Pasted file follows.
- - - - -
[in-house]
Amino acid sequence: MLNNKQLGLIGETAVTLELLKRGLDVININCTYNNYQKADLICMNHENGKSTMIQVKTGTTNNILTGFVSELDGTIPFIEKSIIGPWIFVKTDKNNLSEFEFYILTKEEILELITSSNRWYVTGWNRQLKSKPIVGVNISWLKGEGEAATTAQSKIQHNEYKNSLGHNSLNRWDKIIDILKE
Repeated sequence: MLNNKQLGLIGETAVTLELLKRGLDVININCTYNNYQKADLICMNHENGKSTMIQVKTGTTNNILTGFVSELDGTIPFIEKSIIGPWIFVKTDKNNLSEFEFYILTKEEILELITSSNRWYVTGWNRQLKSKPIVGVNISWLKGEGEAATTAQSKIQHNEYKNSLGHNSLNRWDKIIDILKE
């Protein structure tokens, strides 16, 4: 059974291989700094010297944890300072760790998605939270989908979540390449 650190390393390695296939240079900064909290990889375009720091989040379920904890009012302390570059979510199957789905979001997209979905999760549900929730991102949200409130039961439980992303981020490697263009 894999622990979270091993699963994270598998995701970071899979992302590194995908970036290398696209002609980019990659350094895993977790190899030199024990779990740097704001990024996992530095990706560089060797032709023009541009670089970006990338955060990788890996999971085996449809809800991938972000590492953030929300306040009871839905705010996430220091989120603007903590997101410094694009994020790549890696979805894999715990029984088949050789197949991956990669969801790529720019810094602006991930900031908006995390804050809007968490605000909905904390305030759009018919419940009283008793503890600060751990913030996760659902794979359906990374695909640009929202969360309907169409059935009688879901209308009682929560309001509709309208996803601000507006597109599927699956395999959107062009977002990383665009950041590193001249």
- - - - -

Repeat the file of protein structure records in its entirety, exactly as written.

[in-house]
Amino acid sequence: MLNNKQLGLIGETAVTLELLKRGLDVININCTYNNYQKADLICMNHENGKSTMIQVKTGTTNNILTGFVSELDGTIPFIEKSIIGPWIFVKTDKNNLSEFEFYILTKEEILELITSSNRWYVTGWNRQLKSKPIVGVNISWLKGEGEAATTAQSKIQHNEYKNSLGHNSLNRWDKIIDILKE
Repeated sequence: MLNNKQLGLIGETAVTLELLKRGLDVININCTYNNYQKADLICMNHENGKSTMIQVKTGTTNNILTGFVSELDGTIPFIEKSIIGPWIFVKTDKNNLSEFEFYILTKEEILELITSSNRWYVTGWNRQLKSKPIVGVNISWLKGEGEAATTAQSKIQHNEYKNSLGHNSLNRWDKIIDILKE
């Protein structure tokens, strides 16, 4: 059974291989700094010297944890300072760790998605939270989908979540390449 650190390393390695296939240079900064909290990889375009720091989040379920904890009012302390570059979510199957789905979001997209979905999760549900929730991102949200409130039961439980992303981020490697263009 894999622990979270091993699963994270598998995701970071899979992302590194995908970036290398696209002609980019990659350094895993977790190899030199024990779990740097704001990024996992530095990706560089060797032709023009541009670089970006990338955060990788890996999971085996449809809800991938972000590492953030929300306040009871839905705010996430220091989120603007903590997101410094694009994020790549890696979805894999715990029984088949050789197949991956990669969801790529720019810094602006991930900031908006995390804050809007968490605000909905904390305030759009018919419940009283008793503890600060751990913030996760659902794979359906990374695909640009929202969360309907169409059935009688879901209308009682929560309001509709309208996803601000507006597109599927699956395999959107062009977002990383665009950041590193001249």